Monday, April 19

*The* Matadero: The Prince

[[Preface: So for the three people that read this thing, sorry for being MIA these past two weeks. Life was calling me.]]

Finally, I have friends here--about five in total, but still!  A few of them have seen my blog and, as native Arequipeños, had a few important corrections to make. 

They immediately noted that my previous post--"Mataderos=Back of a Chevy?"--lacked mention of the most notorious sleezy hotels for young couples: El Principe or The Prince. 

Obviously, we had to go there immediately and take a few discreet photos:

Why everyone knows about this little one that's a bit out of the way still puzzles me, but I sure liked the name, and the matadero coat of arms. 

Thanks Bryam and Eder :)

Sunday, April 18

Miguel Angel's Emoliente

Usually after closing the downtown bakery stores for the night, on our way back up the hill to Miraflores, we stop for a bit of Miguel Angel's emoliente (herbal tea).

Miguel Angel is 14 years old; he works most nights from 8-11, or until his emoliente runs out. He sells each glass for about $0.20 and comes with a yapa (an extra glass full). When we came with the camera, he was a really good sport.

Someday, when I understand my computer, I'll put subtitles on it, but in sum, Sergio is explaining what different herbs Miguel Angel puts into his emoliente

I thought I would try and find a recipe, but someone much more qualified beat me to it. This Oregonian culinary artist visited South America and thoroughly researched emoliente recipes. Here is his take:
I have asked various vendors about the ingredients and I have squeezed the secrets out of a few guys about what they use:

  • The main ingredient is linasa (flax seed) which is well known for being a source of Omega-3’s and lignans (heart-healthy, anti-cancer, blood sugar stabilizer)
  • Aloe vera, scraped right off the stem.
  • Cola de cabello/Horse tail (it grown near streams and wetlands in the US too) (a diuretic good for the kidneys and bladder and may help with senility due to the high silica content that balances the aluminum in the body)
  • Chanca piedra (helps with the kidneys (especially stones), the liver and is an anti-viral that fights intestinal parasites)
  • Barley (good source of selenium, phosphorus, copper and manganese and can help combat diabetes, high cholesterol and colon cancer)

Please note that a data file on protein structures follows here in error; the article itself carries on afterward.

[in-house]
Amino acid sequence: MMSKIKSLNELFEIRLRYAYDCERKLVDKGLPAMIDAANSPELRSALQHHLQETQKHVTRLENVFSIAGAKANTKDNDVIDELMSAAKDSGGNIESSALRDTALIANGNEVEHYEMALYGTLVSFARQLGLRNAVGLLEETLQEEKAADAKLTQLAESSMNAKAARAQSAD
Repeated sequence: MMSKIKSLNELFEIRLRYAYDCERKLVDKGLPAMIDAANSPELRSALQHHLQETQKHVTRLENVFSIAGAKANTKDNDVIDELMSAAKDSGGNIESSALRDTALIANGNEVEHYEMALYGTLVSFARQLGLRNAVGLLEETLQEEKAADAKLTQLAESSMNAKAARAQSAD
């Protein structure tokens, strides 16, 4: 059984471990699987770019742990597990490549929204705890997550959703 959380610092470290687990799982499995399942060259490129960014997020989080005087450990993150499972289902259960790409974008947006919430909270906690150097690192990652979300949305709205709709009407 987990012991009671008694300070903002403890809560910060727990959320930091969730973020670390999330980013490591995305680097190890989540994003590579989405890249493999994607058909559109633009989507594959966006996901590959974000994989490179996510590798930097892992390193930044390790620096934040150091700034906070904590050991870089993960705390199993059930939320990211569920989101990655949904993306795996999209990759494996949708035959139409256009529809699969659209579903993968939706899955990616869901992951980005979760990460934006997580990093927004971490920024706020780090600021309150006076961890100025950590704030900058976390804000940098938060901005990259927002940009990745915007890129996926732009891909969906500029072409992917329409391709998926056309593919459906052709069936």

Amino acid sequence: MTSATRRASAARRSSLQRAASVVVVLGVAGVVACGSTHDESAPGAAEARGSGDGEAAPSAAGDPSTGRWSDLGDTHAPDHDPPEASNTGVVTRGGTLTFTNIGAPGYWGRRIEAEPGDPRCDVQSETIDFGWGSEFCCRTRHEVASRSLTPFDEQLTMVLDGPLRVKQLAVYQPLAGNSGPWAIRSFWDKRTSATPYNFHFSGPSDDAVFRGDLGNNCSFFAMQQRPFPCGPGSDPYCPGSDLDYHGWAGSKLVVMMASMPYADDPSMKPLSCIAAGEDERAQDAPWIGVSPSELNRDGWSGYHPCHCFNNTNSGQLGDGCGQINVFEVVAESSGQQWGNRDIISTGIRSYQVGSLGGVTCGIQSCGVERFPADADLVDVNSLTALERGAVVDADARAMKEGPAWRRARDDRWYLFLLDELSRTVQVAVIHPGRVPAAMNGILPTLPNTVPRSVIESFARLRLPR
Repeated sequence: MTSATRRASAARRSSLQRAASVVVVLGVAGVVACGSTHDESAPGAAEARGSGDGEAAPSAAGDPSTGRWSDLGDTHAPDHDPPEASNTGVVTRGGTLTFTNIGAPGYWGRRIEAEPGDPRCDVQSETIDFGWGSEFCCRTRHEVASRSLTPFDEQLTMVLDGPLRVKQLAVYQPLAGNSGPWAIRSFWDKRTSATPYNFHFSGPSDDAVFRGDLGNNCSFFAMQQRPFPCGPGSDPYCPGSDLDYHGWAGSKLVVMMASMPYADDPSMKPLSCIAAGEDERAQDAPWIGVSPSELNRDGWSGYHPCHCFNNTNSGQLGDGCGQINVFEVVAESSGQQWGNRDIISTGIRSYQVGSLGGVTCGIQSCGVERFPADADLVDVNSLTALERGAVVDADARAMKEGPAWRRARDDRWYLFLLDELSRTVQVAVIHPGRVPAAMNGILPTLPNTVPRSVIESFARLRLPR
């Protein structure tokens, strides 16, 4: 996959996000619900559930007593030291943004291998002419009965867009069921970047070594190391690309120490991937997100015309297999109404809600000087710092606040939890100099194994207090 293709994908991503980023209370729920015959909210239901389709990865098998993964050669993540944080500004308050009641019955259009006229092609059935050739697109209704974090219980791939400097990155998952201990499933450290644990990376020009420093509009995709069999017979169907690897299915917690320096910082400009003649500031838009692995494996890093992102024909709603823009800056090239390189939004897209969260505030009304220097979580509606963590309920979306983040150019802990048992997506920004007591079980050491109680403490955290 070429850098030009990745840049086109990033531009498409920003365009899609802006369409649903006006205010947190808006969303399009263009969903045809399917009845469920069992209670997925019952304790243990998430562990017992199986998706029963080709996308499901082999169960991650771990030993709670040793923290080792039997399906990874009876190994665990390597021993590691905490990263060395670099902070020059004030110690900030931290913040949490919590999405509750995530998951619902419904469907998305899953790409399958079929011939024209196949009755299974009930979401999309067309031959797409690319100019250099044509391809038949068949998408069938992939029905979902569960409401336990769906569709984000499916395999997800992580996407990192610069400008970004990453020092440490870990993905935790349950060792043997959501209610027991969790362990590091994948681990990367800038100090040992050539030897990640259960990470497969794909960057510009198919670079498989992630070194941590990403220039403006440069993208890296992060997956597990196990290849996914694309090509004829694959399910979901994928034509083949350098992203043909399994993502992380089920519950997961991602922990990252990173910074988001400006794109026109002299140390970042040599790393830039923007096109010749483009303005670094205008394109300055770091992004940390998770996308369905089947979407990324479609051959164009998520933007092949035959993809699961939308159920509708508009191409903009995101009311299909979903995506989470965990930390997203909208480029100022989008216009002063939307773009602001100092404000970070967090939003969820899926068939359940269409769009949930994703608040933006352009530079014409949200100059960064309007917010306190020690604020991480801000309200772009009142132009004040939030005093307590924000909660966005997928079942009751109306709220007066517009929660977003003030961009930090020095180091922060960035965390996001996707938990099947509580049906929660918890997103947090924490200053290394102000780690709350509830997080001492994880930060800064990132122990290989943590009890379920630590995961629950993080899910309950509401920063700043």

• Boldo (cleanses the liver, aids digestion and fights intestinal parasites, among other things)
  • Una de gato/Cat’s claw (the inner bark of a jungle vine that helps boost the immune system as well as colds, arthritis, tumors and digestive problems)
  • Alfalfa juice (a superfood high in phytonutrients that also can aid in digestion, diabetes and anemia)
  • Lime juice (um, Vit C)
The drink itself has a surprisingly viscous consistency, but always seems to settle my stomach after too many chicharrones and I sleep like a baby. 

Tuesday, April 6

Near Arequipa: Police/Miners Clash Leaves 6 Dead

Six dead. 29 injured. Dozens detained. Thousands more stranded on the highway for two nights.

Halfway between Lima and Arequipa on the Panamerican highway, more than 5,000 informal miners blocked the highway on Sunday, impeding the thousands of passengers heading home for work on Monday after Holy Week. 

Protesters reject the government's new laws protecting the environment against damage caused by informal mining. But the clash had a violent outburst. First on Sunday, Peru's RPP radio was reporting rumors of thirteen deaths. Six deaths have now been confirmed by authorities and witnesses. 

Thousands of Peruvian wildcat miners were locked in a tense standoff with police on Monday after six people were killed during a protest against stricter environmental controls imposed by the government.

The violence broke out near the town of Chala, 372 miles south of the capital Lima, on Sunday when police tried to clear a roadblock set by the miners on the Panamerican Highway leading to Chile.

Two of the dead were bystanders, including a taxi driver struck by a stray bullet and a woman who suffered a heart attack. Police said 20 protesters and nine officers were injured in the country's latest conflict over natural resources.

Congressional delegation met with strike leaders today, but didn't arrive at any agreement. Peru's President Alan Garcia also responded to the protests, saying that his policy toward informal mining would not be changing. He pointed to the polluted rivers of the jungle province Madre de Dios as his defense.